Friday, August 1, 2008

But being over full of self affairs, my mind did lose it

Both my husband and daughter rose early this morning, and the general consensus -- since they were planning to go into Seattle together and had preparations to make before their trip -- was that I should wait to meditate until after they left.

I agreed to do so, and spent my time doing other chores and chatting with them, then got caught up browsing some art blogs, so I was a little slow to pull away from the computer after they left. By the time I did, I was hungry, so I did dishes and prepared a snack before settling into my chair for the morning's meditation.

But by then I was out of the "zone" that usually starts my day. The morning coffee had kicked in and the to-do lists were roaming freely through my consciousness, so all my efforts to stay focused met with pretty weak results. I stayed the course, because I understand that it's good practice for me to continue trying to access the peace while other parts of me are restless and out of tune, but it was with some relief that I rose from the chair to blow out the candle when the clock chimed quarter after.

Having been immersed in Shakespeare for so many days and nights, I find that odd lines from the play keep popping into my head: a clear indicator, I think, that even after all these centuries Shakespeare still has his finger on the pulse of humanity. This morning it was this line -- displayed in the title above -- from Theseus, as he attempts to justify his negligence to Hippolyta, that sprung to mind. It seems the perfect description of my failed meditation attempt...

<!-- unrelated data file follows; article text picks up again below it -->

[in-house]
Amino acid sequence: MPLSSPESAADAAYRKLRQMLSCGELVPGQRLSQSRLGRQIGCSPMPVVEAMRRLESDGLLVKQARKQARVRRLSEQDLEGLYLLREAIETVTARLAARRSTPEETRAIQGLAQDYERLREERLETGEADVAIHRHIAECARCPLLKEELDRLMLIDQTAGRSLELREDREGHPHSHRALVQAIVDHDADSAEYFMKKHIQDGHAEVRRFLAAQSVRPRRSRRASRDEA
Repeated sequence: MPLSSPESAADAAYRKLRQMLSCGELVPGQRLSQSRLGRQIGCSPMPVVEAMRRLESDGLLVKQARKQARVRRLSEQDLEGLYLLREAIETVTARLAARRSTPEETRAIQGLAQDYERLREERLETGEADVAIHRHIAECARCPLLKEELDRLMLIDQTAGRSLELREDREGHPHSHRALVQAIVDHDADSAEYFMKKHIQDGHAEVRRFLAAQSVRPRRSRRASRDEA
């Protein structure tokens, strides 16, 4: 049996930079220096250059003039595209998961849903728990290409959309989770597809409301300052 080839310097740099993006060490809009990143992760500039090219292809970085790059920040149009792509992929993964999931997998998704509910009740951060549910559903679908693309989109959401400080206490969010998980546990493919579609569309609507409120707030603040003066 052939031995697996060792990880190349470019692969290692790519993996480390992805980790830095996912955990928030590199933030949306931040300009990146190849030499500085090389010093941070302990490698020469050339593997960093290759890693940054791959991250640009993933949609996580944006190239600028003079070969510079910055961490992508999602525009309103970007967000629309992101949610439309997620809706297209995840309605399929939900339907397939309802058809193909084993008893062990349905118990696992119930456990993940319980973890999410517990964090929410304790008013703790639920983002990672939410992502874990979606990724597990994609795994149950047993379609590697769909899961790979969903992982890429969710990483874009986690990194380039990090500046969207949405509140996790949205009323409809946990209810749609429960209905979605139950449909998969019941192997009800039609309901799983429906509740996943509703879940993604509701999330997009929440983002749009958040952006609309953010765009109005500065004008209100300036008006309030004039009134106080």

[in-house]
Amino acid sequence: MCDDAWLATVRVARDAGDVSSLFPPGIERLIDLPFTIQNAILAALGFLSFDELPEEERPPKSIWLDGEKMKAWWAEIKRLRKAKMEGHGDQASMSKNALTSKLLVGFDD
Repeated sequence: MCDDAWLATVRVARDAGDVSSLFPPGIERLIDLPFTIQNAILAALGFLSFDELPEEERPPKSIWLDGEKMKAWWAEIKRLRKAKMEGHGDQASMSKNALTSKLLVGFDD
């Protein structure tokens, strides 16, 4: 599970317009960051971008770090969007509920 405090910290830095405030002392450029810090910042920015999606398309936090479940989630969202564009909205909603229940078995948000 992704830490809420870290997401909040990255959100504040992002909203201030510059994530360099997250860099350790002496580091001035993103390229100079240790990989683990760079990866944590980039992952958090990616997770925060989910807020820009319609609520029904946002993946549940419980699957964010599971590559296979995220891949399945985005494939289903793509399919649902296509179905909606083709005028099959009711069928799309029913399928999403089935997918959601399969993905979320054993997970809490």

I mean, no one thinks of Barbie and Ken having a meditation practice: it's all about the clothes, the social life, the travel and the jobs, the pink Barbie house and the pink Barbie car. We're most of us not so different (though perhaps more anatomically correct and less shapely) from these dolls; our minds are generally full of such affairs, and less inclined to look beyond the trappings of daily existence to the heart of life that lies beneath.

Which is why I try to sit before my day begins: it's easier to move into that space when my brain is still a bit befuddled with sleep. And it sets the tone for the rest of the day, taking charge before all the other voices -- my internal listmaker, my comparer, my acquisitor, my naysayer -- can attempt to dominate the day.

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